Chinese officials and analysts are raising the alarm that Japan under the Abe government is moving toward a militarist foreign policy that will endanger China and the rest of the region.

Having suffered terribly in the 1931-1945 war, the Chinese want to prevent any possibility of a repeat of that awful chapter of history.

The Chinese want China to be strong and Japan to be militarily weak. The Chinese favor a continuation of the postwar constraints on Japan’s armed forces and are highly sensitive to claims that the Chinese version of their own victimization during the 20th century may be exaggerated or erroneous. All of this is natural and understandable.

There are political agendas at work as well. In every country, the ruling government selectively uses history to promote its own agenda. The Chinese Communist Party has employed the victimhood narrative, with Japan as the main villain, as a means of rallying public support for the party and its national development programs.

Beijing also sees Japan as a rival for regional leadership, so the allegation of recrudescent militarism is a useful way of containing Japanese influence. In this context, Chinese warnings about a threat from Japan are predictable, but they are also largely wrong. The Chinese reaction to Prime Minister Shinzo Abe’s policies lacks balance and logic.

Chinese commentators inevitably link the gradual buildup of Japanese military capabilities with the denial of past aggression and atrocities by Japanese nationalists, describing these two phenomena as mutually-reinforcing. The postwar restrictions on Japan’s military are a punishment for the policies of the wartime government. No other country in the world is under similar restrictions. These restrictions cannot be eternal. This raises the question of how long the restrictions should last. A reasonable guideline is one human lifetime, to ensure that all Japanese who were in any way personally responsible for the wartime aggressions never have the power to wage offensive war again. Since the war ended 69 years ago, Japan has nearly fulfilled that stipulation (keeping in mind the unusually long life expectancy of Japanese people). During these seven decades Japan has not pursued an aggressive or warlike foreign policy. Most of Japanese society has been strongly anti-militarist. Japan’s postwar prosperity has relied solely on economic competitiveness. Japan has been a model international citizen, one of the leading contributors to global development and peace initiatives.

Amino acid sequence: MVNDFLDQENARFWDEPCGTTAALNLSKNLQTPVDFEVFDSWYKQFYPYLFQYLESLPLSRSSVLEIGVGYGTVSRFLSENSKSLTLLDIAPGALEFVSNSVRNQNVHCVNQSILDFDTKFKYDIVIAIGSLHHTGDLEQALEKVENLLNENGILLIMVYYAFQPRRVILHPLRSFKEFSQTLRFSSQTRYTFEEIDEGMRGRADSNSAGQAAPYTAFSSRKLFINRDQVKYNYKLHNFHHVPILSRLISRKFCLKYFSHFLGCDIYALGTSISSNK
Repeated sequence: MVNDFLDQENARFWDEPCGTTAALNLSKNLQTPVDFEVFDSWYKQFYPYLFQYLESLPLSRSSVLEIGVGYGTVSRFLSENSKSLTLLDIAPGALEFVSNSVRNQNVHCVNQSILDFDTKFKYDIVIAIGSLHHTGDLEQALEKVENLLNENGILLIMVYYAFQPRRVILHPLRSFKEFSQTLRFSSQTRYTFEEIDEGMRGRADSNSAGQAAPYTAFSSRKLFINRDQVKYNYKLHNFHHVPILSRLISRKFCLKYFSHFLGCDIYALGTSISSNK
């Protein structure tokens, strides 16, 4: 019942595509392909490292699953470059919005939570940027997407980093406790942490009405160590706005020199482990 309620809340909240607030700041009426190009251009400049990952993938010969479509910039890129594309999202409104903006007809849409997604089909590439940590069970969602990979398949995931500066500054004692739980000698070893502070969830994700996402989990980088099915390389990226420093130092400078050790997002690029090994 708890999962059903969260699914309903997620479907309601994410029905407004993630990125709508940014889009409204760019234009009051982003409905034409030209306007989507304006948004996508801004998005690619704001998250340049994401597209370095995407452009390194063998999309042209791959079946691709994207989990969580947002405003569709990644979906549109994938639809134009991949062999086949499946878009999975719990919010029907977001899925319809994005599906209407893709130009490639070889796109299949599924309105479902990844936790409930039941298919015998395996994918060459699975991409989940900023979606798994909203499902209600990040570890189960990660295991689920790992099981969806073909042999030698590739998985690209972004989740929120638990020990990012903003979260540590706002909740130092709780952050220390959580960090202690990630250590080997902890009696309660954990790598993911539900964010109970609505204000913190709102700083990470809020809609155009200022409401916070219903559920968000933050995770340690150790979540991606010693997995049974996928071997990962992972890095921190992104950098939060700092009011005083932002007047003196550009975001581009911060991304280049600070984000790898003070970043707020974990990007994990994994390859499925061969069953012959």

The Chinese government often argues, in defense of China’s own military buildup, that a country with a large economy should have proportionately powerful military forces — “rich country, strong army.” Japan, until recently the world’s second-largest economy, has long been vastly under-militarized, spending only about 1 percent of its GDP on defense. Indeed, Japan has epitomized the idea of what the Chinese call “peaceful development.” The Japanese defense buildup is not tantamount to aggression. Rather, it is a normalization after an appropriately long period of punishment and rehabilitation.

If there is an aspect of Japanese behavior that is alarming, it is the continued insistence by some Japanese nationalists on denying wartime Japanese atrocities that the rest of the world recognizes as historical fact. As is usually the case, a government’s attempt to cover up its mistakes only succeeds in further damaging its reputation. Surely there are better ways for Japanese leaders to build national self-respect among their country’s younger generations. Even here, however, the problem should be kept in perspective.

Fifteen Japanese prime ministers, two Japanese emperors and many other high-ranking Japanese officials have already apologized for Japan’s wartime behavior. The Abe government has not disavowed the Kono Statement.

More importantly, atrocity-denial is a separate issue from re-armament. The premise of the deniers is that the atrocities are bad and, therefore, the Japanese government wants to dissociate itself from them.

The history problem is a political issue about compensation, not a strategic issue about the future of Japan’s foreign policy. It would be quite a different matter if Japanese nationalists admitted to and defended wartime atrocities.

While Chinese and other commentators often point to atrocity denials as evidence of militarism, the persistence of these deniers throughout the seven decades since World War II has not even brought about a revision of the Japanese “peace constitution,” let alone an aggressive foreign policy. This is because anti-militarism remains a powerful force in Japanese society, a fact Chinese alarmists usually overlook. In sum, by any reasonable assessment, Japan in the 21st century is no more likely than the average country of its size and strength to use its military forces aggressively.

Some Chinese commentators go so far as to allege that Tokyo plans to invade China again. This is patently absurd. A re-armed Japan, even with a conservative government, does not create a danger of a repeat of the Second Sino-Japan War. Massively stronger than in the 1940s and armed with nuclear weapons, China is no longer vulnerable to an invasion from Japan. The Japanese public is averse to large armed forces for both economic and political reasons. The new “collective self-defense” posture will be highly constrained.

The greater significance of such Chinese allegations is to demonstrate China’s inability or unwillingness to acknowledge that current Chinese behavior contributes to the enhancements in Japanese security policy that China wishes to avoid. The fact that Japan terribly molested China last century does not make it impossible or unjustifiable for Japan to fear China today.

Denny Roy is a senior fellow at the East-West Center in Hawaii.

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